More things to monitor constantly thru treatment and recovery and a bunch of intake ideas.... If he's not meeting his daily water intake levels ask the doc for a prescription to get extra hydration. I guarantee after a couple bags of extra fluids he will feel almost like himself again. I always felt instantly better after getting hydrated. This can be an open prescription where he could get extra fluids a few times a week. Also pain management is another issue that can make this much harder than it should be. Make sure to relay any side effect to his doctors... especially if hearing is affected. Cisplatin chemo (not sure what is being given) is known to cause permanent hearing loss. Any change, even a minor buzzing should be discussed prior to any further doses of cisplatin.

Heres some info Ive previously shared with others who were struggling. This info can come in handy and help you get back into taking in at least 2500 calories and 48-64 oz of water every day....

Milkshakes and smoothies are easier going down than many things. Also try ensure or boost to try taking in the most balanced diet as possible. The following list should help you to find things you can eat easily like canned peaches (these will slide right down) or cream soups. I also enjoyed yoo-hoo and chocolate milk during rads and recovery, plus the extra calories sure didnt hurt. You may find that would help you too.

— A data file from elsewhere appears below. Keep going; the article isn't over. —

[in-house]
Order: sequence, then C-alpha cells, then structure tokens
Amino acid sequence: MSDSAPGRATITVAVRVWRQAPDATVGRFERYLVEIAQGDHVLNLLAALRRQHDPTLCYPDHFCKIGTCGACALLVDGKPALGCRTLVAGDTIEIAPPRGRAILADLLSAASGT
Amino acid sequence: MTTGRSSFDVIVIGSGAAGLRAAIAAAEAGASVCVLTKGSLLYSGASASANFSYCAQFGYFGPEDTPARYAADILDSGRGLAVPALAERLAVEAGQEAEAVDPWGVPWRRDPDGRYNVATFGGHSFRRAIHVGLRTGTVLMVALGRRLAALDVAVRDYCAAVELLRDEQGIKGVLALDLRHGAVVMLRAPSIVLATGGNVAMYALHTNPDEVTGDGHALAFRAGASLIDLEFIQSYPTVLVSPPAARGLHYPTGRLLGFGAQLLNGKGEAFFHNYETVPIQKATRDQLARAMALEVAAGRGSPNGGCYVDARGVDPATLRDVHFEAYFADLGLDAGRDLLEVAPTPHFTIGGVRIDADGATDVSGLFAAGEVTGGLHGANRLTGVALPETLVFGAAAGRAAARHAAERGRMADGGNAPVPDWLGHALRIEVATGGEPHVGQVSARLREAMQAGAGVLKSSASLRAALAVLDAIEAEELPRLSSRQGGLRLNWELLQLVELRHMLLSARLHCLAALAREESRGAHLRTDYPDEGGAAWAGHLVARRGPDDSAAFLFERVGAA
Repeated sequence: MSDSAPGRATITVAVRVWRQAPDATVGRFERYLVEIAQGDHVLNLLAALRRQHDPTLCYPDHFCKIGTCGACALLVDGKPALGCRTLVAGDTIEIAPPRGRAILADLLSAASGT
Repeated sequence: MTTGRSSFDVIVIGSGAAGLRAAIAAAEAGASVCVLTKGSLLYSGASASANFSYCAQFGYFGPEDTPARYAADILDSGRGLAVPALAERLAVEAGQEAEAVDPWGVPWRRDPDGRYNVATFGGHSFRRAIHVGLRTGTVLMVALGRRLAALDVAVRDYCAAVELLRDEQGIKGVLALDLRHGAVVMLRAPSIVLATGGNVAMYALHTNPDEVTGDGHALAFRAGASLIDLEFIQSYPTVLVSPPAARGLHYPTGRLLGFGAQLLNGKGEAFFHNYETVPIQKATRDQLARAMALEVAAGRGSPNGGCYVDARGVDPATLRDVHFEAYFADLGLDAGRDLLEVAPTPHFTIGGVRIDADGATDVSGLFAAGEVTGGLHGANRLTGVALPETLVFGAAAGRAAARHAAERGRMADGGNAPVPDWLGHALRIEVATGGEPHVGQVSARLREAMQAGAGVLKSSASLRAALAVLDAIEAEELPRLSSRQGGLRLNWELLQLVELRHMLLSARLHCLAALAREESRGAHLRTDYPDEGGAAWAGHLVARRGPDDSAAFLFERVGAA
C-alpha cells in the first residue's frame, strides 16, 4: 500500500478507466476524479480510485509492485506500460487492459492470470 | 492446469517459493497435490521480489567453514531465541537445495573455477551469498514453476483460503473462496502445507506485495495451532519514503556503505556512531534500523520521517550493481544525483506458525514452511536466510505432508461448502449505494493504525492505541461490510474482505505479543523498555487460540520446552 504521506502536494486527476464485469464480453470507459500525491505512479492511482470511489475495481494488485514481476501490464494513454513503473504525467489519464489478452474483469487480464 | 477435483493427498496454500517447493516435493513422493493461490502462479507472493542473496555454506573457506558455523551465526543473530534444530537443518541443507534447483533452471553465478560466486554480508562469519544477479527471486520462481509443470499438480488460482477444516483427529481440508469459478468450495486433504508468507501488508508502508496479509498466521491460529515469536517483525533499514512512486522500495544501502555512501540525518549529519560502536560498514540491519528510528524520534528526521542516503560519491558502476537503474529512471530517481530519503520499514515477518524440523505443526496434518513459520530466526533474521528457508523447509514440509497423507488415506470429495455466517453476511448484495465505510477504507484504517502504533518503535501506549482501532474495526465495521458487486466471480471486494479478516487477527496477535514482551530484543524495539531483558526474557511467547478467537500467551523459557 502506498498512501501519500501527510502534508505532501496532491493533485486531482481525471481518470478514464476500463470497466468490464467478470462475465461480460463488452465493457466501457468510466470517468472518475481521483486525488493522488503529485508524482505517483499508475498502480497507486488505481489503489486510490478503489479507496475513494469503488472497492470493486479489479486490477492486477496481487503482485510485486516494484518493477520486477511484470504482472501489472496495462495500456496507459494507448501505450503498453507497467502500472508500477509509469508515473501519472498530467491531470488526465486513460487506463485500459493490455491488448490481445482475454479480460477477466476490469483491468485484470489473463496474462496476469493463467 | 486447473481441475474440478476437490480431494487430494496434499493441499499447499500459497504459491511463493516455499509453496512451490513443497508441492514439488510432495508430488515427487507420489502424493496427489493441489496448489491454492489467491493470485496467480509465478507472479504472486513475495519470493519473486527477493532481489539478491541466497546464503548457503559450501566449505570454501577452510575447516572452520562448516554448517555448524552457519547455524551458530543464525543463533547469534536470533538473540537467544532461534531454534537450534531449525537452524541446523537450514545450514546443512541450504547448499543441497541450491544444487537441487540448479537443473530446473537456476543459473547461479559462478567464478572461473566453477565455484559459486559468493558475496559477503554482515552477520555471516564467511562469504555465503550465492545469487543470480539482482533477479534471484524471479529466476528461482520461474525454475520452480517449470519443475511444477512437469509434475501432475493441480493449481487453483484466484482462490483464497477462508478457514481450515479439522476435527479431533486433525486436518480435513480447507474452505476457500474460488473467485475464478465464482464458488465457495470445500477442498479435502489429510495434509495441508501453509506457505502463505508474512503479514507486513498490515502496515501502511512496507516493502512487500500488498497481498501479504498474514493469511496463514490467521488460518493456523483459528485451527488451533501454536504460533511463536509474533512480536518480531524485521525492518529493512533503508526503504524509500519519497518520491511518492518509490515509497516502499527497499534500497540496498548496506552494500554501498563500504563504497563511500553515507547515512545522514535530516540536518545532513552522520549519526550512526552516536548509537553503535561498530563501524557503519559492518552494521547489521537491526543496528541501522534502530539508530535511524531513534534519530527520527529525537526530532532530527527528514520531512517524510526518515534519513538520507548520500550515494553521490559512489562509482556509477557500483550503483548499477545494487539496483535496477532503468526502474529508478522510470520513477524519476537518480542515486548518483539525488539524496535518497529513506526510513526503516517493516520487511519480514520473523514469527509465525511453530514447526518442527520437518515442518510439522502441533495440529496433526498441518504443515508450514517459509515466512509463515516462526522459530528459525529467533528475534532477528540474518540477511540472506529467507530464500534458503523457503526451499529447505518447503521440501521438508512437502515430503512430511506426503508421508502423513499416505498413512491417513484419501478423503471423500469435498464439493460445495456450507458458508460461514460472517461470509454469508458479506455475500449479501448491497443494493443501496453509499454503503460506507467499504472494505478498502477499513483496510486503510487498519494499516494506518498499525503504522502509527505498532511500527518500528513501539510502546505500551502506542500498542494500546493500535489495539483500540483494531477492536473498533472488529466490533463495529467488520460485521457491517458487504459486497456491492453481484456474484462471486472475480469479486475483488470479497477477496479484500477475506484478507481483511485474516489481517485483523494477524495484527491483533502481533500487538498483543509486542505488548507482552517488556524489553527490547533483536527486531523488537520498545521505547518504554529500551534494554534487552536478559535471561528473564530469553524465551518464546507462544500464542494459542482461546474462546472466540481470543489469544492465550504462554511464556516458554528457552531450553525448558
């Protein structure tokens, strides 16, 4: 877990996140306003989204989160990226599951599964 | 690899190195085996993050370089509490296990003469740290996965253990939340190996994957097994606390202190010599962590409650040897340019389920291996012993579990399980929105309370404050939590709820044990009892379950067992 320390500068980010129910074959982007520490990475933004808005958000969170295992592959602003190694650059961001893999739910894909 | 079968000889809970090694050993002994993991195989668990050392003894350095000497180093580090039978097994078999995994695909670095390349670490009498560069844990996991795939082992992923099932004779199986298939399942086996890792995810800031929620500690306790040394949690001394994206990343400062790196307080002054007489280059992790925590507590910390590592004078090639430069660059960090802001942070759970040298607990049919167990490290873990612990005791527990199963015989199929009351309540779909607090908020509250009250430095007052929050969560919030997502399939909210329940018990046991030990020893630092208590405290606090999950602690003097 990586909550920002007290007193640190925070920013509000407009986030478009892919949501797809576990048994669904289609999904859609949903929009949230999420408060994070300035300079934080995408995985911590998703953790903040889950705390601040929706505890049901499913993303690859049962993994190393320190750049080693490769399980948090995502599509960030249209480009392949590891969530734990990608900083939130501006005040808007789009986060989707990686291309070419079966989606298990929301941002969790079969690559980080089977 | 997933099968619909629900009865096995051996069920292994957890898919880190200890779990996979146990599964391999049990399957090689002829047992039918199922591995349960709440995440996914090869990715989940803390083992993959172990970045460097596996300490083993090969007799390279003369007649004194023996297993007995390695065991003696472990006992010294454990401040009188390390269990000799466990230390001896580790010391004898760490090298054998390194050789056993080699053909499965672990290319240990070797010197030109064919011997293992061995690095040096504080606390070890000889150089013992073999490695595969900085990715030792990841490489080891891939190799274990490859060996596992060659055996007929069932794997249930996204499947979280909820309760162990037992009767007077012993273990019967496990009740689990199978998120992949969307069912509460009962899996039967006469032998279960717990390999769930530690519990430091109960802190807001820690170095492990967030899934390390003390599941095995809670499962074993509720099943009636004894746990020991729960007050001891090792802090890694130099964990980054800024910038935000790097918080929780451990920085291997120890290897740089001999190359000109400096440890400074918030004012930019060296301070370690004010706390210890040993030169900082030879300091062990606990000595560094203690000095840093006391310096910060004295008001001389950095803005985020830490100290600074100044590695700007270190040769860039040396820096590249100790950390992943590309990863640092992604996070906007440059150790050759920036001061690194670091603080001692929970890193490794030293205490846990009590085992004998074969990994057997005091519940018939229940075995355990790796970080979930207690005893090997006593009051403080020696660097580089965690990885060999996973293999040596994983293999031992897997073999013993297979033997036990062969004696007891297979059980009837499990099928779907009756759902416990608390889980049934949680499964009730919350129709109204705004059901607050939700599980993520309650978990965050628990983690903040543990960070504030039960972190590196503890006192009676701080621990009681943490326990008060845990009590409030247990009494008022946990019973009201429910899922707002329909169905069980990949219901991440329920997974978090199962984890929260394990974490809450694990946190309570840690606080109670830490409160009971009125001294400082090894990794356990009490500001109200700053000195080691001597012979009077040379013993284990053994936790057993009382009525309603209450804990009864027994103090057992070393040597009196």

List of Easy to Eat Foods

Here is a recipe for something I used to make and drink when I went thru treatments and recovery in 2007. This shake has anywhere from 1500-2500 calories depending on how its made. The list of easy to eat foods may will you too, they mostly have a smoother texture and are easier to eat than most other foods. I used to like the canned peaches, they would slide right down with minimal effort chewing and swallowing. One of the tricks is to get as many calories in each swallow as possible, make them count! Ensure has a liquid nutrition drink called very high calorie (VHC) sold in grocery and drug stores that has more calories than the others. This could help too.


(All measurements are estimates)

Giant High Calorie Choc-Peanut Butter Milkshake

3 or 4 cups chocolate ice cream (regular/full fat type)
2 tablespoons peanut butter (smooth type)
2 tablespoons chocolate syrup
1 or 2 cups whole milk (can substitute half and half to add even more calories)
1 scoop carnation instant breakfast
1 scoop high protein whey powder
(check with doc if this is ok)

Blend this extra long to make it very smooth and creamy so it goes down easier. If the shake is too thick, add more milk to thin it down to whatever consistency works best for you.


PS... Centrum has an adult liquid multivitamin out. Ive been taking it daily for about 3 months and can honestly say its helped me tremendously. Maybe you could try it? Make sure you ask your doc to make certain the multivitamin will not interfere with your treatments